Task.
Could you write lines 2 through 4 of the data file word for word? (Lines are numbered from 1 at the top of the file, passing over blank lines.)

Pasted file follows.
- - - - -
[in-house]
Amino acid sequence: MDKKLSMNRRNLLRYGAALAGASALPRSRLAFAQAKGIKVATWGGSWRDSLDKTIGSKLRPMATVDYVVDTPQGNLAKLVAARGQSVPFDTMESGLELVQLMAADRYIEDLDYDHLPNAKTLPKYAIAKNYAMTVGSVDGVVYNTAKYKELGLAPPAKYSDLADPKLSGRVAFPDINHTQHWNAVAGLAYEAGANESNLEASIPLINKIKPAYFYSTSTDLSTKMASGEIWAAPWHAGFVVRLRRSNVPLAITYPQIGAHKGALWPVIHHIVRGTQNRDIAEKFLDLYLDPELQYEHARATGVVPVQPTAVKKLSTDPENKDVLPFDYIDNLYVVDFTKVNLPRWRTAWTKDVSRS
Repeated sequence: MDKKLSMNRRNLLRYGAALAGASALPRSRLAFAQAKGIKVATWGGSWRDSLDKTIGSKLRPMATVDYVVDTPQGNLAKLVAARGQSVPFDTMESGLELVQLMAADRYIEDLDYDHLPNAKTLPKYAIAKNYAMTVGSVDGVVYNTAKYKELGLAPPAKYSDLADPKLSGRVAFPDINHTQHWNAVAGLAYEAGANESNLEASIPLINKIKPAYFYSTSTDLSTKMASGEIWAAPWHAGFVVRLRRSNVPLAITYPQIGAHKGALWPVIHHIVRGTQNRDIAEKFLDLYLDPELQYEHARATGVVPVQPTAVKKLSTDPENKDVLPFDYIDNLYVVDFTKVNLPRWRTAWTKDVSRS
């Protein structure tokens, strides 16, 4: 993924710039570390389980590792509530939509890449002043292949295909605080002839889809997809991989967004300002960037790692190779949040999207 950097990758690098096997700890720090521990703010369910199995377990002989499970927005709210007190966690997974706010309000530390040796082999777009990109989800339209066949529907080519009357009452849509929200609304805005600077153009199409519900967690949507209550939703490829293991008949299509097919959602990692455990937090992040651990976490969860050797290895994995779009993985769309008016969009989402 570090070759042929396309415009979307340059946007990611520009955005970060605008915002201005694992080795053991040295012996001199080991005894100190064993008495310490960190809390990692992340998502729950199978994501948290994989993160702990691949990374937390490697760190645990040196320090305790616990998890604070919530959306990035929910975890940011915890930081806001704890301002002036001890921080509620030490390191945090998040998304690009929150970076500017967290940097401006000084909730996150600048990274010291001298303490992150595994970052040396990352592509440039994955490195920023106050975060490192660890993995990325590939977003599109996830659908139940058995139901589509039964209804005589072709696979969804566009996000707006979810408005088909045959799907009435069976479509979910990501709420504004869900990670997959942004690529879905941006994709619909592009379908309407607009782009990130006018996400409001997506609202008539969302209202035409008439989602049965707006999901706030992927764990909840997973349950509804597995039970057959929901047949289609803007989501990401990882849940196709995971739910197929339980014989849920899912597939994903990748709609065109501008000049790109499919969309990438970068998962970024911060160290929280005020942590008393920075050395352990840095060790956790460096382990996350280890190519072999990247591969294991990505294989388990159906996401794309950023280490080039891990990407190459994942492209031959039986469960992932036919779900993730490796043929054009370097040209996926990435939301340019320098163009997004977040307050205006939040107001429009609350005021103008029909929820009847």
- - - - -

Amino acid sequence: MDKKLSMNRRNLLRYGAALAGASALPRSRLAFAQAKGIKVATWGGSWRDSLDKTIGSKLRPMATVDYVVDTPQGNLAKLVAARGQSVPFDTMESGLELVQLMAADRYIEDLDYDHLPNAKTLPKYAIAKNYAMTVGSVDGVVYNTAKYKELGLAPPAKYSDLADPKLSGRVAFPDINHTQHWNAVAGLAYEAGANESNLEASIPLINKIKPAYFYSTSTDLSTKMASGEIWAAPWHAGFVVRLRRSNVPLAITYPQIGAHKGALWPVIHHIVRGTQNRDIAEKFLDLYLDPELQYEHARATGVVPVQPTAVKKLSTDPENKDVLPFDYIDNLYVVDFTKVNLPRWRTAWTKDVSRS
Repeated sequence: MDKKLSMNRRNLLRYGAALAGASALPRSRLAFAQAKGIKVATWGGSWRDSLDKTIGSKLRPMATVDYVVDTPQGNLAKLVAARGQSVPFDTMESGLELVQLMAADRYIEDLDYDHLPNAKTLPKYAIAKNYAMTVGSVDGVVYNTAKYKELGLAPPAKYSDLADPKLSGRVAFPDINHTQHWNAVAGLAYEAGANESNLEASIPLINKIKPAYFYSTSTDLSTKMASGEIWAAPWHAGFVVRLRRSNVPLAITYPQIGAHKGALWPVIHHIVRGTQNRDIAEKFLDLYLDPELQYEHARATGVVPVQPTAVKKLSTDPENKDVLPFDYIDNLYVVDFTKVNLPRWRTAWTKDVSRS
């Protein structure tokens, strides 16, 4: 993924710039570390389980590792509530939509890449002043292949295909605080002839889809997809991989967004300002960037790692190779949040999207 950097990758690098096997700890720090521990703010369910199995377990002989499970927005709210007190966690997974706010309000530390040796082999777009990109989800339209066949529907080519009357009452849509929200609304805005600077153009199409519900967690949507209550939703490829293991008949299509097919959602990692455990937090992040651990976490969860050797290895994995779009993985769309008016969009989402 570090070759042929396309415009979307340059946007990611520009955005970060605008915002201005694992080795053991040295012996001199080991005894100190064993008495310490960190809390990692992340998502729950199978994501948290994989993160702990691949990374937390490697760190645990040196320090305790616990998890604070919530959306990035929910975890940011915890930081806001704890301002002036001890921080509620030490390191945090998040998304690009929150970076500017967290940097401006000084909730996150600048990274010291001298303490992150595994970052040396990352592509440039994955490195920023106050975060490192660890993995990325590939977003599109996830659908139940058995139901589509039964209804005589072709696979969804566009996000707006979810408005088909045959799907009435069976479509979910990501709420504004869900990670997959942004690529879905941006994709619909592009379908309407607009782009990130006018996400409001997506609202008539969302209202035409008439989602049965707006999901706030992927764990909840997973349950509804597995039970057959929901047949289609803007989501990401990882849940196709995971739910197929339980014989849920899912597939994903990748709609065109501008000049790109499919969309990438970068998962970024911060160290929280005020942590008393920075050395352990840095060790956790460096382990996350280890190519072999990247591969294991990505294989388990159906996401794309950023280490080039891990990407190459994942492209031959039986469960992932036919779900993730490796043929054009370097040209996926990435939301340019320098163009997004977040307050205006939040107001429009609350005021103008029909929820009847």